There are a few issues with the NRR:

  • It was obtained in a lab with the subjects sitting still.
  • The hearing protector was fitted by the experimenter (not the test subjects).

Fitting earplugs so that they completely seal the ear canal takes practice. But this is paramount if you want to get even close to their NRR. Even when fitted properly, not all earplugs will work for you.

With some, you may get a very good seal while others barely block any noise, despite them having the same NRR.

Putting on earmuffs is more straightforward, and despite some earplugs having a higher NRR, the highest rated earmuffs I own block noise better for me than all earplugs I have used.

In a nutshell, the EPA formula in the image above is in many cases way too optimistic.

Important Note: The following information is for educational purposes for do-it-yourselfers working around the house.

To stay on the safe side, for exposure limits I would generally follow the recommendations by the NIOSH.

Your work place may fall under more specific and sometimes different regulations, such as the ones enforced by the OSHA. You will have to check with safety personnel in your company and the OSHA/regulatory agency responsible for your industry.

So how can a lay person use the noise reduction rating?

First, you want to remember to stay below 85 dBA. Noise at or above 85 dBA is hazardous.

If you are running power tools at home or in your workshop, mowing your lawn, or blowing leaves, do you know how loud these tools are?

If you have access to an iPhone or iPad, I suggest you get the NIOSH Sound level meter app.

NIOSH Sound Level Meter App

Set the app as seen under Noise at Work in the following screenshot (settings):

NIOSH Sound Level Meter Settings

Run your circular saw, grinder, leaf blower, or lawn mower and check how loud they are.

If the noise level is at or above 85 dBA, get good earmuffs or earplugs or both to protect your hearing.

Suppose you have measured your lawn mower at 93 dBA.

You are considering the 3M 1100 earplugs with an NRR of 29.

We are conservative and derate foam earplugs by 50% as recommended by the OSHA and NIOSH:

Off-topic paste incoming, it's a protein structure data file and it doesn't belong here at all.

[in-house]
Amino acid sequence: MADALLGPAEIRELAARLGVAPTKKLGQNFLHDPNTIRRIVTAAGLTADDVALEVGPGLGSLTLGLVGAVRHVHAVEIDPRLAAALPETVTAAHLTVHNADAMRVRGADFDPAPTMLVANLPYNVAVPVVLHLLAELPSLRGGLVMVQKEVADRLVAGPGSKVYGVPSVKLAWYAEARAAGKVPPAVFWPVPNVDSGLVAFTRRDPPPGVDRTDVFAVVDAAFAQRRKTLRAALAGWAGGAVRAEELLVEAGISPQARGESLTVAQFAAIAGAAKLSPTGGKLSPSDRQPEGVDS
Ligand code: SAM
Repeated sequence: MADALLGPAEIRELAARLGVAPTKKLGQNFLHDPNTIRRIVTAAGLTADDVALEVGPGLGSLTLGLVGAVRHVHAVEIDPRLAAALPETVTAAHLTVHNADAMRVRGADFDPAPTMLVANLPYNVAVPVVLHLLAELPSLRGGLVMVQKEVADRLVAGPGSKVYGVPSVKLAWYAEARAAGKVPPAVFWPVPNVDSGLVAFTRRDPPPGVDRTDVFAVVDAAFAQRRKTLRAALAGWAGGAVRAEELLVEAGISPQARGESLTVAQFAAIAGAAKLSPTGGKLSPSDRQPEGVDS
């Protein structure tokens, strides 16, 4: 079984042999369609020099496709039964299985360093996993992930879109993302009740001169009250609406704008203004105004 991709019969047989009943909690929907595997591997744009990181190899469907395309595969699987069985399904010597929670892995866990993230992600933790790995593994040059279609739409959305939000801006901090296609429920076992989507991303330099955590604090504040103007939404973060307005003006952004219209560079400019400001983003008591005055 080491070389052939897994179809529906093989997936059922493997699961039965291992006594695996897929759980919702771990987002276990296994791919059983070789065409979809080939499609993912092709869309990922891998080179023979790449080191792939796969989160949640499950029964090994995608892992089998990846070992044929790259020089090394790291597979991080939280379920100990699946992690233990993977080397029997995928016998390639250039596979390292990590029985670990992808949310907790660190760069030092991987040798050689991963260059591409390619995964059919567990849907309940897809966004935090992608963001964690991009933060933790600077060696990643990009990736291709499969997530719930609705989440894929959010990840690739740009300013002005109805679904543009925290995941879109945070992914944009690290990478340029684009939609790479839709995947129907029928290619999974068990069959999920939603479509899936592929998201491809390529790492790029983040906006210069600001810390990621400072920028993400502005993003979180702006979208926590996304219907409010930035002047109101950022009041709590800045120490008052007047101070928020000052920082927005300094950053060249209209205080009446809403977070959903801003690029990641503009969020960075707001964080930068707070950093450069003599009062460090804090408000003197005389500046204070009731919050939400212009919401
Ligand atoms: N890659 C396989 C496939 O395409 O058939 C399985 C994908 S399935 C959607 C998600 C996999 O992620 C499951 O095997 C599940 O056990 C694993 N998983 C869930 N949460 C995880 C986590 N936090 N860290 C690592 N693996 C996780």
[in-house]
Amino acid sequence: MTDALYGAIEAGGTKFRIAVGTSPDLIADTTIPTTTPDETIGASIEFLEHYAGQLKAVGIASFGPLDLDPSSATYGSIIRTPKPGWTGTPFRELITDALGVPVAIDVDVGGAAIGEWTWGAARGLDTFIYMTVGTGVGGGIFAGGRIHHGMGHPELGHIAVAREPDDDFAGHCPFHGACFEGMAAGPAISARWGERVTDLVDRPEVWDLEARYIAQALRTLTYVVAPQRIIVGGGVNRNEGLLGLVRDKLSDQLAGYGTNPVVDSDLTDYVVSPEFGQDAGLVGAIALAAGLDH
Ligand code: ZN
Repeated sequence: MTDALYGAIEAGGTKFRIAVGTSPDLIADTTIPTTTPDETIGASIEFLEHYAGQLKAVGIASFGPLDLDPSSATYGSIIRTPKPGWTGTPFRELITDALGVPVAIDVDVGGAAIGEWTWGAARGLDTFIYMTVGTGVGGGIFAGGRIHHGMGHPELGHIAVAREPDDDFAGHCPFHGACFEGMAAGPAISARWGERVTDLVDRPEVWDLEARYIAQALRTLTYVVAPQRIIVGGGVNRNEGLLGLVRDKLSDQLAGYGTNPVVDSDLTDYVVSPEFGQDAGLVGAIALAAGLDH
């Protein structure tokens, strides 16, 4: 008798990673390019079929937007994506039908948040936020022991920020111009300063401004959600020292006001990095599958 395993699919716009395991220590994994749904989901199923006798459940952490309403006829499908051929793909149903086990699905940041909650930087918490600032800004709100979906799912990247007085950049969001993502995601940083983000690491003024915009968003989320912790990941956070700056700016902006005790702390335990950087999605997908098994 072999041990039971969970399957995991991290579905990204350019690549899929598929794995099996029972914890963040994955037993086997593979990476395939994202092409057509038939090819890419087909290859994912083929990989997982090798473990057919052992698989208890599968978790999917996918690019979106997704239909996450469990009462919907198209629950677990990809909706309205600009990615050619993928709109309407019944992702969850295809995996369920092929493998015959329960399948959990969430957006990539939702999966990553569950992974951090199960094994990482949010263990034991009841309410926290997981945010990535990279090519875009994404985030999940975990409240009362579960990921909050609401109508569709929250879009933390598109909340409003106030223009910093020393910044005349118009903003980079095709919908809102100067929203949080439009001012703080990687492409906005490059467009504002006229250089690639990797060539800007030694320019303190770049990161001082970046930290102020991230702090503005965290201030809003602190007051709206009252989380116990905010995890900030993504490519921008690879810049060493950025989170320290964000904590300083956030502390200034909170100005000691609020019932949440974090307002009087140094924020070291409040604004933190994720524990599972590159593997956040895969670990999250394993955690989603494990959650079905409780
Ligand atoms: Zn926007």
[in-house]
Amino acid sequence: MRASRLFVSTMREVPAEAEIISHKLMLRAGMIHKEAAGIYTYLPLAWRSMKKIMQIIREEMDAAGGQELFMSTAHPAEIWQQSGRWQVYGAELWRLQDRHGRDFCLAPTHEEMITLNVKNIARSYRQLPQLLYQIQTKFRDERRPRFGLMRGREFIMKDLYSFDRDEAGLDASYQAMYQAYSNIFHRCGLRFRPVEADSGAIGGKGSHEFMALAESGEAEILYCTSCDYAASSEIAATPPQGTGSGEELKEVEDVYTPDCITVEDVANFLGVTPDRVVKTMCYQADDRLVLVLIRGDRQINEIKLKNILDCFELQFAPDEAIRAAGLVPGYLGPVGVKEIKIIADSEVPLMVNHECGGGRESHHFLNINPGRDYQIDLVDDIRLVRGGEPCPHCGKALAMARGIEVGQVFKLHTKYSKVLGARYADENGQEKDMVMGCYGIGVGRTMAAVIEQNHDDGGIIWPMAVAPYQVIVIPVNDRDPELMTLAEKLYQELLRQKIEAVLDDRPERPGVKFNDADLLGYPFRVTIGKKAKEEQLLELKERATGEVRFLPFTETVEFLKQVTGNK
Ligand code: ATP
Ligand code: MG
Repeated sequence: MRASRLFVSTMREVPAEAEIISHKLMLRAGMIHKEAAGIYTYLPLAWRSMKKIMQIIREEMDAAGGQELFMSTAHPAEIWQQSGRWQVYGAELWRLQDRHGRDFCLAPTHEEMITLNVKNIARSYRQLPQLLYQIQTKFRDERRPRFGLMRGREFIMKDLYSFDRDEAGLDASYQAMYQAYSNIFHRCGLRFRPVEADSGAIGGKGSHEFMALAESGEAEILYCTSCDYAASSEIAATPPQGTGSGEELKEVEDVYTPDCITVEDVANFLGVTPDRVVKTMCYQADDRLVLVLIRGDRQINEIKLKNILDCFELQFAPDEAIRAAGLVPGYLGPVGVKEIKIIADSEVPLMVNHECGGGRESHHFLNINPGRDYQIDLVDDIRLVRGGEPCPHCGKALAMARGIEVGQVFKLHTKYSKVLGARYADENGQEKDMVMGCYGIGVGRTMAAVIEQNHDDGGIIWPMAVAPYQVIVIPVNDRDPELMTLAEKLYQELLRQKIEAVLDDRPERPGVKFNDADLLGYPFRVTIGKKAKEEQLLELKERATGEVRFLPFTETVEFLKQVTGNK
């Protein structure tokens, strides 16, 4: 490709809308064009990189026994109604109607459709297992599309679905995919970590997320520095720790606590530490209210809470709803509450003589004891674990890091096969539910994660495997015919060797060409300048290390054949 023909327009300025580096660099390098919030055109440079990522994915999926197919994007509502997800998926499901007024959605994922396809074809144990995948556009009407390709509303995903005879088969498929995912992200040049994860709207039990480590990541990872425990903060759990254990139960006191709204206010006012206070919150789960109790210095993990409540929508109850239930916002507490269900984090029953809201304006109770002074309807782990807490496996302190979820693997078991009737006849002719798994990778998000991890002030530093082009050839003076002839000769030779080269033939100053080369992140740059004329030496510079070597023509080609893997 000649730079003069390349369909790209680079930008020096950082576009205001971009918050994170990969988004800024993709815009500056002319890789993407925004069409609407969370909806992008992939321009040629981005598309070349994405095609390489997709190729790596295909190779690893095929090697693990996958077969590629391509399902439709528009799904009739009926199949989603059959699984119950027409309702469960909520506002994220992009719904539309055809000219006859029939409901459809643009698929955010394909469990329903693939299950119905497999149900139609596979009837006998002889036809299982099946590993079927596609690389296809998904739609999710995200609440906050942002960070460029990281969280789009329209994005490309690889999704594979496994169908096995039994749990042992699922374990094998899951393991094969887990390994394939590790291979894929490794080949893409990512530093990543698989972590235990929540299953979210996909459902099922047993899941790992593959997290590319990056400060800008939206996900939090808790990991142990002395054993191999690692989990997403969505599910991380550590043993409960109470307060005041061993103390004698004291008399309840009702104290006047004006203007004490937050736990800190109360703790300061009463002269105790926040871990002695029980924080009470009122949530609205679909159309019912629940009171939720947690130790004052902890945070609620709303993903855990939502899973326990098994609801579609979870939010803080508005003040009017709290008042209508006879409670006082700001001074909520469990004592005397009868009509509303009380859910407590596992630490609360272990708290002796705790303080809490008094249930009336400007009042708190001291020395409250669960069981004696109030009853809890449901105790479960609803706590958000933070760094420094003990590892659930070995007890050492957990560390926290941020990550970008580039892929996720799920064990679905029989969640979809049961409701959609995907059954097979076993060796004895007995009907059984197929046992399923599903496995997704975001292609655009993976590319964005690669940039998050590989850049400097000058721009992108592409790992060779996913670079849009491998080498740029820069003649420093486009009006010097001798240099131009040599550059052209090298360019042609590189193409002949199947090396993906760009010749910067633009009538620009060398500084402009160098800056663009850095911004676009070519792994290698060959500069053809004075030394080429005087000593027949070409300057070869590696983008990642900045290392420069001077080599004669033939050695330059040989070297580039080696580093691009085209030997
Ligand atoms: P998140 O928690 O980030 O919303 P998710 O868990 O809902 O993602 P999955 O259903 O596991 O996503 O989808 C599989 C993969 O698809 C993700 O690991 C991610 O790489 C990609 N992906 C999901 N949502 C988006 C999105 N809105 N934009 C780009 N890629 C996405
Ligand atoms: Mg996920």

We use the following OSHA formula (since we are measuring in dBA, we subtract an additional 7 dB before derating):

Noise level entering the ear = unprotected noise level in dBA – (NRR – 7) x 0.5

93 dBA – (29 dBA – 7) x 0.5 = 82 dBA.

The earplugs attenuate your lawn mower’s noise to below 82 dBA. This is below 85 dBA, and an acceptable level, provided they fit well.


  • The OSHA and the NIOSH use slightly different formulas for derating hearing protection.
  • Also, the NIOSH derates foam earplugs by 50% and earmuffs by 25%, while the OSHA recommends uniform 50% derating of all hearing protection.
  • For the sake of simplicity, in this example, we have used the OSHA formula and uniform derating. You can find the NIOSH formulas here. (page 64)
  • For exposure limits we use the more conservative NIOSH recommendations.
  • While quite accurate, as the NIOSH points out, their app is not a certified type-2 sound level meter. As per OSHA, a type-2 sound level meter is the minimum you need to conduct official workplace measurements.
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How can you find out whether your earplugs or earmuffs are effective for you?

The NIOSH has devised Quickfit, a simple hearing test with which you can check whether your earplugs /earmuffs provide at least 15 dB of attenuation.

The reasoning is that if they don’t properly seal your ear canal, they are likely not even going to provide that level of attenuation.

  1. First you listen to a pulsed test noise without your hearing protector fitted. Use either speakers in a quiet room or over-the-ear headphones (only for earplugs).
  2. Adjust the volume so that you can barely hear the test noise, i.e., the sound level is just at the threshold of your hearing.
  3. Fit your earplugs/muffs.
  4. Listen to the second pulsed test noise. This noise is 15 dB louder than the first one. If your earplugs are fitted well, you should not be able to hear that noise.

If you do hear it, you need to refit your earplugs or muffs, and if they don’t work after repeated attempts, you need to find a different type that works for you.

Quickfit can be found at the NIOSH website. The sound files are also available for offline download.

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How to estimate your hearing protector attenuation when wearing both earmuffs and earplugs?

Unfortunately, you can’t just add the NRRs. You can only add 5 decibels to the protector with the higher NRR.

Suppose you are using earmuffs with an NRR of 31 and earplugs rated 30.

You are using an angle grinder and have measured it at 100 dBA.

Estimated exposure (only earmuffs) = 100 dBA – (31 – 7) x 0.5 = 88 dBA.

This is still a hazardous noise level, so you add earplugs with an NRR of 30 underneath.

Since the earmuffs are rated higher, you use these in the calculation and then subtract 5 dB for the earplugs:

Estimated exposure (double protection) = 100 dBA – (31 – 7) x 0.5 – 5 = 83 dBA.

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Noise Exposure and Duration

So far we have used the current noise level, measured with the NIOSH app, in our calculations.